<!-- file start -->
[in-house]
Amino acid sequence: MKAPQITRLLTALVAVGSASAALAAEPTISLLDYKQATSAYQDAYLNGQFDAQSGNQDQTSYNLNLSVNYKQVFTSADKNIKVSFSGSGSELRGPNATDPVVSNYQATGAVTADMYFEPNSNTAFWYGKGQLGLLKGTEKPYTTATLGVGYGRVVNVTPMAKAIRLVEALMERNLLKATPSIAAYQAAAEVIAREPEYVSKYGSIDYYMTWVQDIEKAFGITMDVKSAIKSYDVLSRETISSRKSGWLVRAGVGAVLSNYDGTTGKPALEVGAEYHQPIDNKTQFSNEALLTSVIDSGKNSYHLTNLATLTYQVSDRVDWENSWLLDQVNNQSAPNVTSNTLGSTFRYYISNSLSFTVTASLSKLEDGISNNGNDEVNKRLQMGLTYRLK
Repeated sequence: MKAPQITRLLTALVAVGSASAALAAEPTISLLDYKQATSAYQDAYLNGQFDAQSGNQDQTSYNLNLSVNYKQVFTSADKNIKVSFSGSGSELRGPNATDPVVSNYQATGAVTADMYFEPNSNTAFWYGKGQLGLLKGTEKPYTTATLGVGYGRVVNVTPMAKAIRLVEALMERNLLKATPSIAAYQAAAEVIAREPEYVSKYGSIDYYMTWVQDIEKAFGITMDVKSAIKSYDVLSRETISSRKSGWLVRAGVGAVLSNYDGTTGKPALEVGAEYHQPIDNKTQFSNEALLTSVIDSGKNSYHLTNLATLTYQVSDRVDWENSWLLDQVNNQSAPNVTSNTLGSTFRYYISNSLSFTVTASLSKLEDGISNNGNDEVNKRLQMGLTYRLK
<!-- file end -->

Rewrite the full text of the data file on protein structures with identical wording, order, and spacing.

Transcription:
[in-house]
Amino acid sequence: MKAPQITRLLTALVAVGSASAALAAEPTISLLDYKQATSAYQDAYLNGQFDAQSGNQDQTSYNLNLSVNYKQVFTSADKNIKVSFSGSGSELRGPNATDPVVSNYQATGAVTADMYFEPNSNTAFWYGKGQLGLLKGTEKPYTTATLGVGYGRVVNVTPMAKAIRLVEALMERNLLKATPSIAAYQAAAEVIAREPEYVSKYGSIDYYMTWVQDIEKAFGITMDVKSAIKSYDVLSRETISSRKSGWLVRAGVGAVLSNYDGTTGKPALEVGAEYHQPIDNKTQFSNEALLTSVIDSGKNSYHLTNLATLTYQVSDRVDWENSWLLDQVNNQSAPNVTSNTLGSTFRYYISNSLSFTVTASLSKLEDGISNNGNDEVNKRLQMGLTYRLK
Repeated sequence: MKAPQITRLLTALVAVGSASAALAAEPTISLLDYKQATSAYQDAYLNGQFDAQSGNQDQTSYNLNLSVNYKQVFTSADKNIKVSFSGSGSELRGPNATDPVVSNYQATGAVTADMYFEPNSNTAFWYGKGQLGLLKGTEKPYTTATLGVGYGRVVNVTPMAKAIRLVEALMERNLLKATPSIAAYQAAAEVIAREPEYVSKYGSIDYYMTWVQDIEKAFGITMDVKSAIKSYDVLSRETISSRKSGWLVRAGVGAVLSNYDGTTGKPALEVGAEYHQPIDNKTQFSNEALLTSVIDSGKNSYHLTNLATLTYQVSDRVDWENSWLLDQVNNQSAPNVTSNTLGSTFRYYISNSLSFTVTASLSKLEDGISNNGNDEVNKRLQMGLTYRLK